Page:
Step 7 - Once the yellow stain is gone, turn the UV light off. Leaving the UV light on for multiple hours, or days could result in permanent color loss from your carpet. Make sure you do not use this advanced oxidation method for longer than necessary. When you are done, use a towel to absorb any remaining liquid from the carpet. The hydrogen peroxide will turn to water and leave zero residue. ALSO! Make sure you check out my video instructions below!
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Remove Curry Stains From Carpet Video Instructions:
I only recommend using this method on turmeric, curry, or mustard stains. Normal/regular oxidation reactions, which are gentler on carpets, can be used for other types stains.
This advanced oxidation reaction is safe to use on colored carpets. However, if used long enough (many hours), it can cause permanent carpet discoloration.
Do not use this method on fine fibers like wool, silk, or other natural fibers. Advanced oxidation reactions can break down organic matter (like the yellow curcumin pigments), so it is best to not use this method on carpets that are made from organic materials. 99% of us have carpets that are made from synthetic materials, so this method should be safe to use for most of us!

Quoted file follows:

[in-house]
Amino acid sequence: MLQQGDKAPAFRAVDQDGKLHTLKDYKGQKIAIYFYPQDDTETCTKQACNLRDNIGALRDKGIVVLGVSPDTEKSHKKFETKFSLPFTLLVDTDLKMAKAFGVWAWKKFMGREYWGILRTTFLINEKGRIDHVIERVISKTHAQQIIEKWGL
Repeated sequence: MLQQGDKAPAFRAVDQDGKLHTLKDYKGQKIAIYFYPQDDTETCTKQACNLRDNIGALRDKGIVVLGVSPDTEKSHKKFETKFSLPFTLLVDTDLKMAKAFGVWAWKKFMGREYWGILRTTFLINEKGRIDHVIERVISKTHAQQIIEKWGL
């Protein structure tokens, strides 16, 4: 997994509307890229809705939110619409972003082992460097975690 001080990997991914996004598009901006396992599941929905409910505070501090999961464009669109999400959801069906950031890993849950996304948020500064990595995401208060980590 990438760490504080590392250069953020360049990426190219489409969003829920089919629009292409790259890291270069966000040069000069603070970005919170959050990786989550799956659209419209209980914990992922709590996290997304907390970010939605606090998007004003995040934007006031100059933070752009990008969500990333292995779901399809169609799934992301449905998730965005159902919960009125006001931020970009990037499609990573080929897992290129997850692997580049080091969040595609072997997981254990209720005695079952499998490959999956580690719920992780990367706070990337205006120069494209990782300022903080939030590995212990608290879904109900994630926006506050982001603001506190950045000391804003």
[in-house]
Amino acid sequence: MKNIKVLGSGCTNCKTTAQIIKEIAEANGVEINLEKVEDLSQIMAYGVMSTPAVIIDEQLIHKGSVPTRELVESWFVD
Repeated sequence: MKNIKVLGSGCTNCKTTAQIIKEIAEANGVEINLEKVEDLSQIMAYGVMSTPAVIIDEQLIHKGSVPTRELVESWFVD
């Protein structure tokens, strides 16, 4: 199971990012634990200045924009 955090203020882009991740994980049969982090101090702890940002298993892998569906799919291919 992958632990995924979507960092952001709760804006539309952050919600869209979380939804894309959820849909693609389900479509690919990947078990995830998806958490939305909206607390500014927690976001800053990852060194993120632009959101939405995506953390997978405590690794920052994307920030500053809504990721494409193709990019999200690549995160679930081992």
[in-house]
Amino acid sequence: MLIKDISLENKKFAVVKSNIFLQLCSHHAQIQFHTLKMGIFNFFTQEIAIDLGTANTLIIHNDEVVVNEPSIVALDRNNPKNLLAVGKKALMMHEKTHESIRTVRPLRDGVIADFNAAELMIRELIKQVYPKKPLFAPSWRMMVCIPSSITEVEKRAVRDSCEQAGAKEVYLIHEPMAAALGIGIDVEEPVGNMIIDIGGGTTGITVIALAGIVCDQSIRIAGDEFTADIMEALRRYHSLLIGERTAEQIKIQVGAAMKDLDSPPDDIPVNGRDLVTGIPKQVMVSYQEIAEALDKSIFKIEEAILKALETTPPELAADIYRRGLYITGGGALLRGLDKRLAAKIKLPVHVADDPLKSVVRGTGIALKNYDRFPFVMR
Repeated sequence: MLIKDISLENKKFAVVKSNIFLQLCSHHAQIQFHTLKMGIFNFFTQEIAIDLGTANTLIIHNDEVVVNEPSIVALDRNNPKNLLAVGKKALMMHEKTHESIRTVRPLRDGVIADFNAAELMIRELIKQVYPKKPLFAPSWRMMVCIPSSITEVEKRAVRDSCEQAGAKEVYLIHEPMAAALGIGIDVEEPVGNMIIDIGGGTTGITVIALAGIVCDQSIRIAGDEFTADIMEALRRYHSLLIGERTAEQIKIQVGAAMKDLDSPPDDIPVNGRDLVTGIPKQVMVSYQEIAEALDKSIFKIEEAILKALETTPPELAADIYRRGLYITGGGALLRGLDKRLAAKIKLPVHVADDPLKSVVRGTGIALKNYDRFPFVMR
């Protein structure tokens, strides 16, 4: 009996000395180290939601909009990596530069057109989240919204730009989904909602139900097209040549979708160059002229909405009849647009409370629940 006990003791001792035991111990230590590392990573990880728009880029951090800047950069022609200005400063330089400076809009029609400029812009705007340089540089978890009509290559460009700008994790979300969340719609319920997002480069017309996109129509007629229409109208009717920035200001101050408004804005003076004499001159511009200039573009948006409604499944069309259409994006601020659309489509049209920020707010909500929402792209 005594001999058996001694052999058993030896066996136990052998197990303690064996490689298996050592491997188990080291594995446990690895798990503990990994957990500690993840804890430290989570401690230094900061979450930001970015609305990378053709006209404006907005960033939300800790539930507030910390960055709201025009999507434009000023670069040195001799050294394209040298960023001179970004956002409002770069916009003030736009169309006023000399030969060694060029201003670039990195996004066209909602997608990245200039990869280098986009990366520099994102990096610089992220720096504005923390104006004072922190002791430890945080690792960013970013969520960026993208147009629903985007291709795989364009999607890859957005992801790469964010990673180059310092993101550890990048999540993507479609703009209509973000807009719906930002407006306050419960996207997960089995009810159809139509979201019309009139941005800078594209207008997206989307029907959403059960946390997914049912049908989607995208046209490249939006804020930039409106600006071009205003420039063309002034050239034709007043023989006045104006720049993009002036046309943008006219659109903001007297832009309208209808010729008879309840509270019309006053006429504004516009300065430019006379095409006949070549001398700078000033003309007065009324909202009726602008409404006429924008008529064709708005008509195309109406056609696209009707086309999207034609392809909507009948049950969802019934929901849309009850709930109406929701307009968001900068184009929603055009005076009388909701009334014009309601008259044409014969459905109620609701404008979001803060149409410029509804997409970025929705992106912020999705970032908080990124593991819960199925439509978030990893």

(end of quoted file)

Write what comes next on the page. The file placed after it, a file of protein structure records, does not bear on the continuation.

This method should be tested before using to ensure that it will not damage the carpet or cause carpet discoloration. Testing should be done on a scrap piece of carpet, or in an inconspicuous area on the carpet (like in the corner of a closet). It is best to test this method in the same way, and same duration that you would when using it to remove a stain.
If the stain has not begun to come out after 30 minutes, stop using the advanced oxidation stain removal method, as more time will not help.
Be sure to adjust the time intervals as necessary. 15-minute time intervals are used in the demo above. However, time intervals should be adjusted depending on the stain removal progress. It is best to check the progress and rearrange the carpet fibers frequently.
This method should not be overused, as overuse can cause damage or discoloration to your carpet. Leaving or forgetting the UV light on the carpet for extended periods of time could cause discoloration or damage to your carpet. In my experience with 6% hydrogen peroxide and a 10-Watt UV Light, you will begin to see faint carpet discoloration after 8 hours. This varies depending on the strength of your UV light, distance the UV light is from the carpet, type of carpet, and strength of hydrogen peroxide.
Use this method at your own risk!